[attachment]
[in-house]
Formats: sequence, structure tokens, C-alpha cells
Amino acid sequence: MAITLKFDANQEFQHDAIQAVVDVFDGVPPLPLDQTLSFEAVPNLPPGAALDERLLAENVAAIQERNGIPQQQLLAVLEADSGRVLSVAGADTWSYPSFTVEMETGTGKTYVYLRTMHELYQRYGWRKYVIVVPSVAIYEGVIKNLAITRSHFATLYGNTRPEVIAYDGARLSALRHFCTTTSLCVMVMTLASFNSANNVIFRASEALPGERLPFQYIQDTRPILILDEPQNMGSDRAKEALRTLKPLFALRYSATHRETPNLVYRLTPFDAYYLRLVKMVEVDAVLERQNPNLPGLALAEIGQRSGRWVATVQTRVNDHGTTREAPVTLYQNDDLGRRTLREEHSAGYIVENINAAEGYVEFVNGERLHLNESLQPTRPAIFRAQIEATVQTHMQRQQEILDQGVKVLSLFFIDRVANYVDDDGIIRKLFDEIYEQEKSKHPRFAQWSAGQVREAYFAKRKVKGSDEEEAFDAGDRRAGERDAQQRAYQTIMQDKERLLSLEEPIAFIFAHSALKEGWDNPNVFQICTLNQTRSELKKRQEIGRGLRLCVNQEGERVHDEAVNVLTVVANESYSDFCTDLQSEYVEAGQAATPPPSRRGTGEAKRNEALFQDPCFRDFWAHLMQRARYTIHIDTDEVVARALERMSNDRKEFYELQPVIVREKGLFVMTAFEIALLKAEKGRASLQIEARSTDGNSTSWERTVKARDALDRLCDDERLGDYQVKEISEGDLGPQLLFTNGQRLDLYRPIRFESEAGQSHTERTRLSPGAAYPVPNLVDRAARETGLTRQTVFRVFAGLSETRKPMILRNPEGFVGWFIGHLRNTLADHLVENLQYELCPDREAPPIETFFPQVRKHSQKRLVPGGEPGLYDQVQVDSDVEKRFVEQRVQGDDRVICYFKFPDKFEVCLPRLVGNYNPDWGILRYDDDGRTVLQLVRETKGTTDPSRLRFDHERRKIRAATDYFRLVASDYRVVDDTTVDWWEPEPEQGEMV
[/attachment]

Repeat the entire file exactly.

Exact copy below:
[in-house]
Formats: sequence, structure tokens, C-alpha cells
Amino acid sequence: MAITLKFDANQEFQHDAIQAVVDVFDGVPPLPLDQTLSFEAVPNLPPGAALDERLLAENVAAIQERNGIPQQQLLAVLEADSGRVLSVAGADTWSYPSFTVEMETGTGKTYVYLRTMHELYQRYGWRKYVIVVPSVAIYEGVIKNLAITRSHFATLYGNTRPEVIAYDGARLSALRHFCTTTSLCVMVMTLASFNSANNVIFRASEALPGERLPFQYIQDTRPILILDEPQNMGSDRAKEALRTLKPLFALRYSATHRETPNLVYRLTPFDAYYLRLVKMVEVDAVLERQNPNLPGLALAEIGQRSGRWVATVQTRVNDHGTTREAPVTLYQNDDLGRRTLREEHSAGYIVENINAAEGYVEFVNGERLHLNESLQPTRPAIFRAQIEATVQTHMQRQQEILDQGVKVLSLFFIDRVANYVDDDGIIRKLFDEIYEQEKSKHPRFAQWSAGQVREAYFAKRKVKGSDEEEAFDAGDRRAGERDAQQRAYQTIMQDKERLLSLEEPIAFIFAHSALKEGWDNPNVFQICTLNQTRSELKKRQEIGRGLRLCVNQEGERVHDEAVNVLTVVANESYSDFCTDLQSEYVEAGQAATPPPSRRGTGEAKRNEALFQDPCFRDFWAHLMQRARYTIHIDTDEVVARALERMSNDRKEFYELQPVIVREKGLFVMTAFEIALLKAEKGRASLQIEARSTDGNSTSWERTVKARDALDRLCDDERLGDYQVKEISEGDLGPQLLFTNGQRLDLYRPIRFESEAGQSHTERTRLSPGAAYPVPNLVDRAARETGLTRQTVFRVFAGLSETRKPMILRNPEGFVGWFIGHLRNTLADHLVENLQYELCPDREAPPIETFFPQVRKHSQKRLVPGGEPGLYDQVQVDSDVEKRFVEQRVQGDDRVICYFKFPDKFEVCLPRLVGNYNPDWGILRYDDDGRTVLQLVRETKGTTDPSRLRFDHERRKIRAATDYFRLVASDYRVVDDTTVDWWEPEPEQGEMV